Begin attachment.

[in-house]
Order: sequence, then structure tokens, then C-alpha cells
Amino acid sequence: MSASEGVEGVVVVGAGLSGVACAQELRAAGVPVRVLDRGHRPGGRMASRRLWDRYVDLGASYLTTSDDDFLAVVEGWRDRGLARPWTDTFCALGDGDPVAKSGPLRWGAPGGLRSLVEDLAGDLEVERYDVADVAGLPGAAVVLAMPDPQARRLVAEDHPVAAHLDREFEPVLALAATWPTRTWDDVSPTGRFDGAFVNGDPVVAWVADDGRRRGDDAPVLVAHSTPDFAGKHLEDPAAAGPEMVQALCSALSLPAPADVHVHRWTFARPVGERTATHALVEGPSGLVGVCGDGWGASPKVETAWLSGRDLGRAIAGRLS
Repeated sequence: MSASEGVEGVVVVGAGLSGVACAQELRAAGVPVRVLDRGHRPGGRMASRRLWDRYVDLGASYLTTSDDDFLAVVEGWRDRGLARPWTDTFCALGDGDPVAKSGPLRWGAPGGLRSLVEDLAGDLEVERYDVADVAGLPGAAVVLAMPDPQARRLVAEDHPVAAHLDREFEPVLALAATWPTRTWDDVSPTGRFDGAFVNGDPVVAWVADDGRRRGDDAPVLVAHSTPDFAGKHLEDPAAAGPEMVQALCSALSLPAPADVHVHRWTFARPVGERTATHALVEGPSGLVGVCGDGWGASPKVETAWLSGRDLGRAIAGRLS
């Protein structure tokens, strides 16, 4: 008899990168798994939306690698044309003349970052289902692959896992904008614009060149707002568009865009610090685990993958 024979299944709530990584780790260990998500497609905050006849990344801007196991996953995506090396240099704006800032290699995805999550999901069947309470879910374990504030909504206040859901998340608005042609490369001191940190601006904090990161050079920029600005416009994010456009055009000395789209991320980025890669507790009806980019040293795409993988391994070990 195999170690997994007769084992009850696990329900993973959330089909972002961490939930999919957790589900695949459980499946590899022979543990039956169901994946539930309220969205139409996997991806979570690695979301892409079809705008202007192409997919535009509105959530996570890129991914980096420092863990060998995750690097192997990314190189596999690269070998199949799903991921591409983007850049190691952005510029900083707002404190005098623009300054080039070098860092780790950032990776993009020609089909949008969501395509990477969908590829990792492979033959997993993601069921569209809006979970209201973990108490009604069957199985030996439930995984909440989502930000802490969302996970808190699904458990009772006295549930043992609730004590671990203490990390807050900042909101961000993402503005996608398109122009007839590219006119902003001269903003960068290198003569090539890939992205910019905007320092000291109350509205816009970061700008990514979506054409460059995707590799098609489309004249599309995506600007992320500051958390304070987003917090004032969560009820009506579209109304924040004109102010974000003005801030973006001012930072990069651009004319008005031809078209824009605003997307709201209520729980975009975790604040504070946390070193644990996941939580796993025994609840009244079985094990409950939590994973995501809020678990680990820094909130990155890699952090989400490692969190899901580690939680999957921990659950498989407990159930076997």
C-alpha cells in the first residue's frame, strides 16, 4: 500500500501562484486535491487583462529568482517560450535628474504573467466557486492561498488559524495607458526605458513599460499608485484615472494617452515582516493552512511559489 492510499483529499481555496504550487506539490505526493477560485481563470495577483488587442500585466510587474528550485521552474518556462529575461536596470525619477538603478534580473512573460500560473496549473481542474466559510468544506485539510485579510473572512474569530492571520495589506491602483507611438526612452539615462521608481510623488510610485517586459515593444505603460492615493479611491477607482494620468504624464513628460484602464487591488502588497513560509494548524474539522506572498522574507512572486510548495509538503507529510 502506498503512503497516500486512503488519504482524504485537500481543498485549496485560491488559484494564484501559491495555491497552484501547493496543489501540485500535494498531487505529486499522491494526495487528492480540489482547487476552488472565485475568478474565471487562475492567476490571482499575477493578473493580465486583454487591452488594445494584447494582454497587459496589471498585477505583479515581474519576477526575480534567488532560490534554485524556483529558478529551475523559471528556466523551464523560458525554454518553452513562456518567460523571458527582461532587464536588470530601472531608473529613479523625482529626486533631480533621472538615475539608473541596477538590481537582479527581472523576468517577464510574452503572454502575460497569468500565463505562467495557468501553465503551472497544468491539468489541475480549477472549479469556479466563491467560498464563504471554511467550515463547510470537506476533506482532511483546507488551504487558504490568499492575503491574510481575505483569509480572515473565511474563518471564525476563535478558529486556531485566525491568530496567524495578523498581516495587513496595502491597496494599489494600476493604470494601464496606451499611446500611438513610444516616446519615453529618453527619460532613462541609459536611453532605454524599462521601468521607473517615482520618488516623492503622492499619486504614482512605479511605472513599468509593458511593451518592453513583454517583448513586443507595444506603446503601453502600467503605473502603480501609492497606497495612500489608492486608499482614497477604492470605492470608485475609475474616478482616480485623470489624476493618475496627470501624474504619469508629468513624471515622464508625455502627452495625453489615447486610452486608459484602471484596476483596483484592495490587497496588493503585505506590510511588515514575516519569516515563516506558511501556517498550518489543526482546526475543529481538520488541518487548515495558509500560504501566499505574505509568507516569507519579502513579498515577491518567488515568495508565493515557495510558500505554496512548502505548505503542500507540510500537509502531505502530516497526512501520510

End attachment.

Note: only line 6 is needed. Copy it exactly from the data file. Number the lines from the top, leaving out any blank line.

C-alpha cells in the first residue's frame, strides 16, 4: 500500500501562484486535491487583462529568482517560450535628474504573467466557486492561498488559524495607458526605458513599460499608485484615472494617452515582516493552512511559489 492510499483529499481555496504550487506539490505526493477560485481563470495577483488587442500585466510587474528550485521552474518556462529575461536596470525619477538603478534580473512573460500560473496549473481542474466559510468544506485539510485579510473572512474569530492571520495589506491602483507611438526612452539615462521608481510623488510610485517586459515593444505603460492615493479611491477607482494620468504624464513628460484602464487591488502588497513560509494548524474539522506572498522574507512572486510548495509538503507529510 502506498503512503497516500486512503488519504482524504485537500481543498485549496485560491488559484494564484501559491495555491497552484501547493496543489501540485500535494498531487505529486499522491494526495487528492480540489482547487476552488472565485475568478474565471487562475492567476490571482499575477493578473493580465486583454487591452488594445494584447494582454497587459496589471498585477505583479515581474519576477526575480534567488532560490534554485524556483529558478529551475523559471528556466523551464523560458525554454518553452513562456518567460523571458527582461532587464536588470530601472531608473529613479523625482529626486533631480533621472538615475539608473541596477538590481537582479527581472523576468517577464510574452503572454502575460497569468500565463505562467495557468501553465503551472497544468491539468489541475480549477472549479469556479466563491467560498464563504471554511467550515463547510470537506476533506482532511483546507488551504487558504490568499492575503491574510481575505483569509480572515473565511474563518471564525476563535478558529486556531485566525491568530496567524495578523498581516495587513496595502491597496494599489494600476493604470494601464496606451499611446500611438513610444516616446519615453529618453527619460532613462541609459536611453532605454524599462521601468521607473517615482520618488516623492503622492499619486504614482512605479511605472513599468509593458511593451518592453513583454517583448513586443507595444506603446503601453502600467503605473502603480501609492497606497495612500489608492486608499482614497477604492470605492470608485475609475474616478482616480485623470489624476493618475496627470501624474504619469508629468513624471515622464508625455502627452495625453489615447486610452486608459484602471484596476483596483484592495490587497496588493503585505506590510511588515514575516519569516515563516506558511501556517498550518489543526482546526475543529481538520488541518487548515495558509500560504501566499505574505509568507516569507519579502513579498515577491518567488515568495508565493515557495510558500505554496512548502505548505503542500507540510500537509502531505502530516497526512501520510